BAHRAIN: Unfair Conviction of Human Rights Defenders’ Family Upheld in Reprisal Case

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25 February 2019– Today, Bahrain’s Court of Cassation upheld the three-year sentence against family members of human rights defender, Sayed Ahmed Alwadaei, who have now exhausted all legal remedies. The detention of Mr Alwadaei’s mother-in-law, Hajer Mansoor Hassan, brother-in-law Sayer Nizar Alwadaei, and cousin, Mahmood Marzooq Mansoor was deemed unlawful by the UN Working Group on Arbitrary detention earlier this year.

The Bahrain Institute for Rights and Democracy (BIRD) condemns today’s decision in the strongest term and urges the Bahraini authorities to ensure their immediate and unconditional release.

Commenting, Sayed Ahmed Alwadaei, the Director of Advocacy at the Bahrain Institute for Rights and Democracy (BIRD) said: “This is what you expect from a corrupt injustice system. I will not rest until my family is free. Their continued imprisonment is a shameful reminder of the UK’s weak position when dealing with human rights abuses committed by an ally country.”

Today’s decision marks the end of a long and flawed trial marred with due process violations. Ms Mansoor, Mr Nizar Alwadaei, and Mr Mansoor were arrested in March 2017, while Mr Alwadaei was attending the 34th session of the Human Rights Council in Geneva. The three were subjected to physical and psychological abuse and sentenced on trumped-up charges of planting fake explosive devices to create terror among the population.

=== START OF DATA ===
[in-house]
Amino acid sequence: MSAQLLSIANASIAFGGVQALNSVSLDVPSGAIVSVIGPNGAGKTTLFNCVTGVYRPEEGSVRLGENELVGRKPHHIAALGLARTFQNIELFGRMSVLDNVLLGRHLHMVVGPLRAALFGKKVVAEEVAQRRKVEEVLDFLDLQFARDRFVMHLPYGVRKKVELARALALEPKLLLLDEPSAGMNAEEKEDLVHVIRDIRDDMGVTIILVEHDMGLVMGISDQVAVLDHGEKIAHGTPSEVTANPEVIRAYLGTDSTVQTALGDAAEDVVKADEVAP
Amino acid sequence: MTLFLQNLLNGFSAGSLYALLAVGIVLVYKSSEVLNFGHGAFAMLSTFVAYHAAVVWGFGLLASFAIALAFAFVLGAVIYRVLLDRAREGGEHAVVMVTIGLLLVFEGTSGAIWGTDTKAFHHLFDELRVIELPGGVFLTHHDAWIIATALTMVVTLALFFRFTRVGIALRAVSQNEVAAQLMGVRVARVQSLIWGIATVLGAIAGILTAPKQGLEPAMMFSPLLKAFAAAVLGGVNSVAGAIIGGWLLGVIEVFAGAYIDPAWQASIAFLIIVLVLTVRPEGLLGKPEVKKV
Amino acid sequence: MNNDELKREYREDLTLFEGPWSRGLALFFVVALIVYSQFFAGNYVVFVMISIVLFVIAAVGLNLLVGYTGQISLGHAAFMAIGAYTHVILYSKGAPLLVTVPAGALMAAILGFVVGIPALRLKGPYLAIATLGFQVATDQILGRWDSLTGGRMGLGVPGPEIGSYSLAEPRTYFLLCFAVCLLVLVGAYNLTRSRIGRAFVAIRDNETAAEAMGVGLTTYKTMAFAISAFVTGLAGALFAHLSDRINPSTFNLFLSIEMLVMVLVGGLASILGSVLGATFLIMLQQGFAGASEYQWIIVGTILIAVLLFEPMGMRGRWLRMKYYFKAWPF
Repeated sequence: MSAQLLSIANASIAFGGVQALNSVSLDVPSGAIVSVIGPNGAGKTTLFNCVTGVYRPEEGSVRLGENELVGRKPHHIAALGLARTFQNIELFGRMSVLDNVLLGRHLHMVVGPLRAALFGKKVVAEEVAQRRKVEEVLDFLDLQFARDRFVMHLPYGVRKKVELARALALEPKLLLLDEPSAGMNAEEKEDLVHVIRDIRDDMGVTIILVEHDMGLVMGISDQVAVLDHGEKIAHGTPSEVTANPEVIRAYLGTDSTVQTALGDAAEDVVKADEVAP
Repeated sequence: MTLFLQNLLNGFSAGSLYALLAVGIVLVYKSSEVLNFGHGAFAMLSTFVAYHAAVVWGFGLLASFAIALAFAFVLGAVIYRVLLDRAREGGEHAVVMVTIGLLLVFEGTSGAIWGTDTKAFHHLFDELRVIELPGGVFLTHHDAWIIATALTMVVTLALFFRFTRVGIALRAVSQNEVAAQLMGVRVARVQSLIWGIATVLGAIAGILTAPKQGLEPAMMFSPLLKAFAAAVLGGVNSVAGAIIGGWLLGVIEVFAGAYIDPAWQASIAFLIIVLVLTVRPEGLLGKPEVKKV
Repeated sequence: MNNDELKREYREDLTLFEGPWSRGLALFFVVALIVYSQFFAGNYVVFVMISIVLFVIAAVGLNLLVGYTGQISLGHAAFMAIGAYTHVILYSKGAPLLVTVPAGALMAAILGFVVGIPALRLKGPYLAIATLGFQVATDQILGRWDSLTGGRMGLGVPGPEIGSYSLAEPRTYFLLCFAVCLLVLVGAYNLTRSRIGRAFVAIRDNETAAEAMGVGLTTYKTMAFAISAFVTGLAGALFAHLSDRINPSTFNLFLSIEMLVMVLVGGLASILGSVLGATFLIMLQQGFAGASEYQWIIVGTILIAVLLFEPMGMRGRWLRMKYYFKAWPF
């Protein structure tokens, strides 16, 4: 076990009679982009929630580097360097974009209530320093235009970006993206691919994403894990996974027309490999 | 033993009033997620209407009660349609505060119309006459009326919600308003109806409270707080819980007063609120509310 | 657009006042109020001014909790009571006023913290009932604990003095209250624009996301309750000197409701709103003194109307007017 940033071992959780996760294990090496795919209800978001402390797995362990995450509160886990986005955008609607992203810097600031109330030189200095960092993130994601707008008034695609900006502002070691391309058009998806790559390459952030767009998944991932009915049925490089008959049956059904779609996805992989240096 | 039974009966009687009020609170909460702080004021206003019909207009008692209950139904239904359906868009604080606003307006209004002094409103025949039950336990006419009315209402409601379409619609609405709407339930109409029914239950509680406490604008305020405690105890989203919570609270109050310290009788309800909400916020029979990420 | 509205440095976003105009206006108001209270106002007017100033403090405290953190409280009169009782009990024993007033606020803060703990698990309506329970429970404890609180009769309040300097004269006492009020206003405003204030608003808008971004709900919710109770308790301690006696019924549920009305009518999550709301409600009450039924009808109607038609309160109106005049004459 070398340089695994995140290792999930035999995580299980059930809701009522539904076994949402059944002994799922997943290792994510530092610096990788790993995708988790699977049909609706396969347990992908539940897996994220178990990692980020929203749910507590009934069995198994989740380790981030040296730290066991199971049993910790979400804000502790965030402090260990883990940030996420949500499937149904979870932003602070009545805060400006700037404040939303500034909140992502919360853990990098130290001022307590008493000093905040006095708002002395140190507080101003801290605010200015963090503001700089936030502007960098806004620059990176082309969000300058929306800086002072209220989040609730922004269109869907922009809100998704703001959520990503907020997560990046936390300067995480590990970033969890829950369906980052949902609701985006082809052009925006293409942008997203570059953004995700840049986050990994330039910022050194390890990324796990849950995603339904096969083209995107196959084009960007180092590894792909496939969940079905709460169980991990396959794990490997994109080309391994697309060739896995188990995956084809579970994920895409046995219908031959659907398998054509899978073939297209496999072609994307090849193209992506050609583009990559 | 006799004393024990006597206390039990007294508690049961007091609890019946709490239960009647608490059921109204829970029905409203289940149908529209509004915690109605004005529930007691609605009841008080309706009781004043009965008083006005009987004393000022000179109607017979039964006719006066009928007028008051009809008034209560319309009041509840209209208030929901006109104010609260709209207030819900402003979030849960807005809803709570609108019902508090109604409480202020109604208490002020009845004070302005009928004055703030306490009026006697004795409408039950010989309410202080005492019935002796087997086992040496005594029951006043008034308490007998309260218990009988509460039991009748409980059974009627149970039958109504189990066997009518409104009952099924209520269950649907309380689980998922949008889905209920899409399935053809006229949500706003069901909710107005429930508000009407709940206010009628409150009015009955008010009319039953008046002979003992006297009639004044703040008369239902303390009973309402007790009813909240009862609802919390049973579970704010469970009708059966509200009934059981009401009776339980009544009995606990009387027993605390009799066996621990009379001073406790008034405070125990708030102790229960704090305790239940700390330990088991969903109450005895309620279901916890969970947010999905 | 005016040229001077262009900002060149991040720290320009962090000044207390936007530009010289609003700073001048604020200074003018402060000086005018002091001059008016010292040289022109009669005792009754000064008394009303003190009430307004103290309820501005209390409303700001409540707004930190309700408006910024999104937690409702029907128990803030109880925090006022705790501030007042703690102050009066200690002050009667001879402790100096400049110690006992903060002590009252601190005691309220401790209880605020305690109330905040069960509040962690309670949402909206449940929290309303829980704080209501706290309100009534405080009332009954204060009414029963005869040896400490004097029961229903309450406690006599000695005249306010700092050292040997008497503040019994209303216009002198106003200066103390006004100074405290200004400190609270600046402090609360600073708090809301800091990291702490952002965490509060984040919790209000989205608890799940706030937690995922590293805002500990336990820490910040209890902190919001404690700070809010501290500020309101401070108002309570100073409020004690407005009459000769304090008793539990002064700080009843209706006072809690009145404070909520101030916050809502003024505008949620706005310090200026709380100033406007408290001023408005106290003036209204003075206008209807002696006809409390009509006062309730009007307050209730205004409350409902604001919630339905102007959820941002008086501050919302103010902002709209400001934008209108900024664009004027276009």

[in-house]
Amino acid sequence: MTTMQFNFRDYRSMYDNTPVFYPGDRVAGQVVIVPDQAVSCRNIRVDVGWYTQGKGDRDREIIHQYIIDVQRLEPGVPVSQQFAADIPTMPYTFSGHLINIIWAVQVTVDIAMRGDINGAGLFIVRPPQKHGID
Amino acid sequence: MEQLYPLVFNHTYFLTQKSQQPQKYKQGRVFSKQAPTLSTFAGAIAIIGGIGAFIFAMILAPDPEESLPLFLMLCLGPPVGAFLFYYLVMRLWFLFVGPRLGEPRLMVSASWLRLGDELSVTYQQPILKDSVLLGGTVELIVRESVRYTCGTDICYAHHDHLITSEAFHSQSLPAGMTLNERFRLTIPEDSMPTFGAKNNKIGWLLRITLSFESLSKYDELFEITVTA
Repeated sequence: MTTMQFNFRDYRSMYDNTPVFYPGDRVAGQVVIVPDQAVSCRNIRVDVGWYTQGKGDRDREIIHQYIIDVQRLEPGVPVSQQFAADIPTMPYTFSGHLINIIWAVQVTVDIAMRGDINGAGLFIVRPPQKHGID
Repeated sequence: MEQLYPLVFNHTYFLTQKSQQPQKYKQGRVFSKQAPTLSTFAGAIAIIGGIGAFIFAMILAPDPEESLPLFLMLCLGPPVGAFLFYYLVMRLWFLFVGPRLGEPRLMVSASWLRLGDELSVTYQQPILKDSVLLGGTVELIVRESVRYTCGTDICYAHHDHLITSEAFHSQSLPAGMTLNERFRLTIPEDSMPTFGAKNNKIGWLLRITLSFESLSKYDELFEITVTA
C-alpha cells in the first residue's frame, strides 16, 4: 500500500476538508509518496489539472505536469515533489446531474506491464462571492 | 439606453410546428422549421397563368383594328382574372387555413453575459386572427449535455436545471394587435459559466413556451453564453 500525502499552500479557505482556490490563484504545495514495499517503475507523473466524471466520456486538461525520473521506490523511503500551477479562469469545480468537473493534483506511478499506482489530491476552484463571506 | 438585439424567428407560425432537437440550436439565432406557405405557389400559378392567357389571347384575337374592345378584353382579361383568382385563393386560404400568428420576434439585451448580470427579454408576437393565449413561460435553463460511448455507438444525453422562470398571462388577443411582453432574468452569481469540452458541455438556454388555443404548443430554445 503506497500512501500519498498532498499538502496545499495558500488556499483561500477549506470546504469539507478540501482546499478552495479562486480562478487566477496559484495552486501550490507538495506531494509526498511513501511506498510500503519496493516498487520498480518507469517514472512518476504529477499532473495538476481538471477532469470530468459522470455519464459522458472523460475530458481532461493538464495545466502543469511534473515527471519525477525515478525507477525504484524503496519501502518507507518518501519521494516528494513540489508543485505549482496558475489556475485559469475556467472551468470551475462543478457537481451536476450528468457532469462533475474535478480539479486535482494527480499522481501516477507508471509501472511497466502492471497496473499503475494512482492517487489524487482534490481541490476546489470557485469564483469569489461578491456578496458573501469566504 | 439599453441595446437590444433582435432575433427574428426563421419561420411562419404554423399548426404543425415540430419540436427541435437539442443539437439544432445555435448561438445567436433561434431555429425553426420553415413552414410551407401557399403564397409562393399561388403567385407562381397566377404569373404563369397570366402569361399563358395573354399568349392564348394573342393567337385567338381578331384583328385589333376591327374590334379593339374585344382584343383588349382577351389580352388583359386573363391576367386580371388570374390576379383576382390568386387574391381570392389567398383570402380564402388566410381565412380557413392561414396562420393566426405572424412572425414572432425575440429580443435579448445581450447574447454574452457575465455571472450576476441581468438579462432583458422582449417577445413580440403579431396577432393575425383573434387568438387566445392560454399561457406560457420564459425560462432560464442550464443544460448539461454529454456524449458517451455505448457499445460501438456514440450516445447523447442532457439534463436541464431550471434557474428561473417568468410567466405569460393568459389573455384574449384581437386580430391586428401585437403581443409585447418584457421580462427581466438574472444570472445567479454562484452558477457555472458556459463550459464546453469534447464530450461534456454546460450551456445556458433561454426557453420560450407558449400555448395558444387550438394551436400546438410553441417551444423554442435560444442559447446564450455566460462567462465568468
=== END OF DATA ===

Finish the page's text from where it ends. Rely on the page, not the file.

The three were convicted on the basis of “confidential sources” and coerced confessions, as the prosecution failed to present any physical evidence linking the three to the alleged crime. An appeals court had upheld their sentence on 20 December 2017.

In January 2019, the UN Working Group on Arbitrary Detention declared the detention of Ms Mansoor, Mr Nizar Alwadaei and Mr Mansoor as “arbitrary” and as an “act of reprisal” for Mr Alwadaei’s human rights work in London. The group also called for their immediate and unconditional release.

Mr Nizar Alwadaei is serving a total of 11 years in prison as a result of two additional cases, one of which was also upheld by the Court of Cassation on 11 February 2019.

International response

The international response in relation to the case of Mr Alwadaei’s family has been almost unanimous in condemning the abuse and judicial harassment suffered by the three.

UK Parliament

  • 83 UK MPs have signed EDM 509 raising concerns about the case
  • 19 Feb 2019: the Chair of the All-Party Parliamentary Group (APPG) on Democracy and Human Rights in the Gulf, Chris Law MP, wrote to MENA Minister Alistair Burt urging him to address human rights issues during his trip to Manama on 20 February
  • 11 Sep 2018: Westminster Hall Debate on Human Rights and Technical Assistance to Bahrain mentioned reprisals against Sayed Ahmed’s family.

European Parliament

 US Department of State

Human Rights Community

  • Amnesty International issued a statement condemning the denial of medical access to Ms Mansoor, labelling her a “prisoner of conscience.”
  • The UN Special Rapporteur on the Situation of Human Rights Defenders expressed concern for Ms Mansoor’s poor prison conditions in Isa Town Prison.